Hey, grandma

July 3041
Karen Mazza is 51, Albin Mazza is 15, Eamon Mazza is 25 (Blake Mazza is 3, Aidan Mazza is 1)
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Grandchildren are a treat, people tell her. The last stop in a full life and whatnot.


Karen is 51. Fifty-bloody-one. There’s just no way in all hells her life is approaching its final stretch and she has no desire to think of it that way, no desire to give everything else up and live for her family like that.

Much as she enjoys spending time with the little boys and babysit them, she also enjoys going home afterwards.

“My ears will damn well fall off,” Albin says sometimes when he’s spent a few hours with Blake and Aiden. “Or bleed out.”

She laughs then, tells him they’re not that bad, reminds him that he, too, used to nag and nag and nag and run off to do suicidal pranks. But he’s right.

“You sure you’ll be okay, mom?” Leo asks as she comes over for her monthly babysitting afternoon. They ask her more often than that, but this is the one time each month they have it planned beforehand. One evening out for Leo and Mac, one evening in for granny Karen.

“Of course I’ll be okay.” She turns to Blake who is pouting over the fact that he isn’t allowed to watch a movie about trolls. “Come on, big guy, let’s have something to eat.”

But, as it turns out, her oldest grandson is not interested in food or in being a big guy.

“I’m a baby!” he informs her and acts like one. Repeatedly.

Leo has told her he’s being difficult at the moment, ever since Aidan learned how to walk and now keeps waddling after his older brother to disturb and destroy.


“Fine,” Karen says, not interested in disciplining someone else’s kids, so she picks him up again and gives him a hug before she goes looking for his brother instead. At least you always know Aidan wants something to eat.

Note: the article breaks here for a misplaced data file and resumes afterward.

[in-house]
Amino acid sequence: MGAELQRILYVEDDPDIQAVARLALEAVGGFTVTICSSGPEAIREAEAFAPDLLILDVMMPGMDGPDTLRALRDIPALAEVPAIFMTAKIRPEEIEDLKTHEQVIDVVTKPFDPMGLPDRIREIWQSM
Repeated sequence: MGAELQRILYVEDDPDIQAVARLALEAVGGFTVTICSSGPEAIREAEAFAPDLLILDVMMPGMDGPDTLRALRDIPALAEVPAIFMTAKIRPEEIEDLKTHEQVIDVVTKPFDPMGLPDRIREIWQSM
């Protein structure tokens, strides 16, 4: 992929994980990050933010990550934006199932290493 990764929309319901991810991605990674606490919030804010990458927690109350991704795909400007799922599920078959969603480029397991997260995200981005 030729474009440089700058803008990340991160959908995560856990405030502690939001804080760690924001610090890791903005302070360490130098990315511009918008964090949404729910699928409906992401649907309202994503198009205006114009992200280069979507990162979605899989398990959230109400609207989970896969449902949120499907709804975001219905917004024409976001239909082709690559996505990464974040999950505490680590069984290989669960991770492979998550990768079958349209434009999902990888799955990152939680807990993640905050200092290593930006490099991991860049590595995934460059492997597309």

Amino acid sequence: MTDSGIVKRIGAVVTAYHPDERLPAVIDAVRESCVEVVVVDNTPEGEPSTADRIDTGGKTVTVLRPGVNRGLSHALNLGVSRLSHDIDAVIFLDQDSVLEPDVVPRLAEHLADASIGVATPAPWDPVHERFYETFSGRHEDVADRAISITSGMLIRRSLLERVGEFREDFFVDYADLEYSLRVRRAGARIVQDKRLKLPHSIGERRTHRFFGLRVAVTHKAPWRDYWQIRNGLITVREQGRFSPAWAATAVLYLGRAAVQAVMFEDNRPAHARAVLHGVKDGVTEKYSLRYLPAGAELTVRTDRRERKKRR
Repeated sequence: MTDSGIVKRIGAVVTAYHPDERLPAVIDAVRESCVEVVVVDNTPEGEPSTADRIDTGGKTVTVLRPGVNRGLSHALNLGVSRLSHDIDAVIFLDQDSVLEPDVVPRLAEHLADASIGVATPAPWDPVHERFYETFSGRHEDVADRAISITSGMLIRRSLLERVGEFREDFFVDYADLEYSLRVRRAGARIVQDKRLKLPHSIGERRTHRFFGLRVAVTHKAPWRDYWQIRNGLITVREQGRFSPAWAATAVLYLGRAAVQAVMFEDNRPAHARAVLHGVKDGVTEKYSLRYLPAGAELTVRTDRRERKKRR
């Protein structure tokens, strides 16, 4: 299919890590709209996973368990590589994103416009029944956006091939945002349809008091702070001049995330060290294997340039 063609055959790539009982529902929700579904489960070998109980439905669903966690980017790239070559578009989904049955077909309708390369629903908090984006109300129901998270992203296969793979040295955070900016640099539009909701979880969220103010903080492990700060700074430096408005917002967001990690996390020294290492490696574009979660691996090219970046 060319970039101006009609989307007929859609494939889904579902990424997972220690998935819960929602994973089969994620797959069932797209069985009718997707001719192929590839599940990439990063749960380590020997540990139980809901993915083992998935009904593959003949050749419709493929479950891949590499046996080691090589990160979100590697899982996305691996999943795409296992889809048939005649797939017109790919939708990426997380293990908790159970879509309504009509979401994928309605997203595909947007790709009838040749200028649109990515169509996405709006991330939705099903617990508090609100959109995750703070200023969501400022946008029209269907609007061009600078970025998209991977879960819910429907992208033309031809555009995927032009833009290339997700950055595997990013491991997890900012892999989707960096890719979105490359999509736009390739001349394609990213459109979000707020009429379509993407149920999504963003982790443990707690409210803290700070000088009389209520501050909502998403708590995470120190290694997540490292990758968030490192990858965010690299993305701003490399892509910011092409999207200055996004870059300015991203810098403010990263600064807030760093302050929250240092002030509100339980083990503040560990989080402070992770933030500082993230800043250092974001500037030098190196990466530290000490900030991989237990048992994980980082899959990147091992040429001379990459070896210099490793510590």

He’s a different sort, that kid. A chubby, cheerful little tornado on two short legs.

What he loves most, according to his parents, is to be read to by Mac. Long stories or short little rhymes doesn’t matter, as long as he can sit on the couch and listen.

And Karen can do that. She can tell stories and make up adventures – she’s been a single mom to three boys after all, struggling to keep them above the surface when it comes to financial matters, there’s no cheap trick she isn’t familiar with.

It’s usually the part of their babysitting agreement she’s most fond of, having the chance to play a little herself.

“Everyone alright?” Leo asks the moment he steps into the boys’ bedroom and finds them on the floor, all three of them, playing with stuffed animals and doing weird voices.


“Don’t sound so surprised,” Karen replies. “You survived your childhood, didn’t you?”

“Barely,” her oldest son retorts but it’s a joke, a long-running joke in their family, and she pokes his side.

Mac on the other hand isn’t as pleased with the mess in the kitchen as she is with the fact that both her sons are having a fun afternoon. Karen doesn’t blame her. She’s in the middle of a very demanding period at work, having just established herself in the police force again after two pregnancies and her tolerance levels are below zero at present.

Knowing her son, Karen also wonders if part of the equation is Leo wanting to have another kid already, putting some pressure on her there. If that’s the case, she’ll have to have a little talk with him.

Her bakery Bake-Off had been flooded during a heavy rain five months ago and is still being repaired and re-modeled so Karen’s days are much different this year.